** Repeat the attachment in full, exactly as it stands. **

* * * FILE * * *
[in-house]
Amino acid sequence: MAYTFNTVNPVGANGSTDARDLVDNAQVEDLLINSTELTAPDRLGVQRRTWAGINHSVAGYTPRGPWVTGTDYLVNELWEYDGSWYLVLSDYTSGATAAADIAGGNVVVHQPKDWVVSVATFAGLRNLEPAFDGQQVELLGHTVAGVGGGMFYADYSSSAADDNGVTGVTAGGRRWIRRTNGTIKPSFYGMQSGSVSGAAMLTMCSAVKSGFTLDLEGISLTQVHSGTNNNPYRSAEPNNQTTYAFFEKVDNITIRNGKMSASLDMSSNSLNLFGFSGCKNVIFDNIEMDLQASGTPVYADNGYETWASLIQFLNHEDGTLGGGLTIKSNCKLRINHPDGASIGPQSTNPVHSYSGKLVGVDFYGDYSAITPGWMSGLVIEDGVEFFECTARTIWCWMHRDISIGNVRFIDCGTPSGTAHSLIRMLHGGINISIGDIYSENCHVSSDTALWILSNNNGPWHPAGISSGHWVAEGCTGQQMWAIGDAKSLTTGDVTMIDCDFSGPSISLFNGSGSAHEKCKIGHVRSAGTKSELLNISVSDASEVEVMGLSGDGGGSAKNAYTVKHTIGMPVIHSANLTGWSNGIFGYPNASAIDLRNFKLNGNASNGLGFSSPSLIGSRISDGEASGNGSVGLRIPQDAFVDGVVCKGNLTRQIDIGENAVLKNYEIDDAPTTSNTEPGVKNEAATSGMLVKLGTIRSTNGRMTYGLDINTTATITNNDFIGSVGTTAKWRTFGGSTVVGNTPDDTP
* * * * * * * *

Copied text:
[in-house]
Amino acid sequence: MAYTFNTVNPVGANGSTDARDLVDNAQVEDLLINSTELTAPDRLGVQRRTWAGINHSVAGYTPRGPWVTGTDYLVNELWEYDGSWYLVLSDYTSGATAAADIAGGNVVVHQPKDWVVSVATFAGLRNLEPAFDGQQVELLGHTVAGVGGGMFYADYSSSAADDNGVTGVTAGGRRWIRRTNGTIKPSFYGMQSGSVSGAAMLTMCSAVKSGFTLDLEGISLTQVHSGTNNNPYRSAEPNNQTTYAFFEKVDNITIRNGKMSASLDMSSNSLNLFGFSGCKNVIFDNIEMDLQASGTPVYADNGYETWASLIQFLNHEDGTLGGGLTIKSNCKLRINHPDGASIGPQSTNPVHSYSGKLVGVDFYGDYSAITPGWMSGLVIEDGVEFFECTARTIWCWMHRDISIGNVRFIDCGTPSGTAHSLIRMLHGGINISIGDIYSENCHVSSDTALWILSNNNGPWHPAGISSGHWVAEGCTGQQMWAIGDAKSLTTGDVTMIDCDFSGPSISLFNGSGSAHEKCKIGHVRSAGTKSELLNISVSDASEVEVMGLSGDGGGSAKNAYTVKHTIGMPVIHSANLTGWSNGIFGYPNASAIDLRNFKLNGNASNGLGFSSPSLIGSRISDGEASGNGSVGLRIPQDAFVDGVVCKGNLTRQIDIGENAVLKNYEIDDAPTTSNTEPGVKNEAATSGMLVKLGTIRSTNGRMTYGLDINTTATITNNDFIGSVGTTAKWRTFGGSTVVGNTPDDTP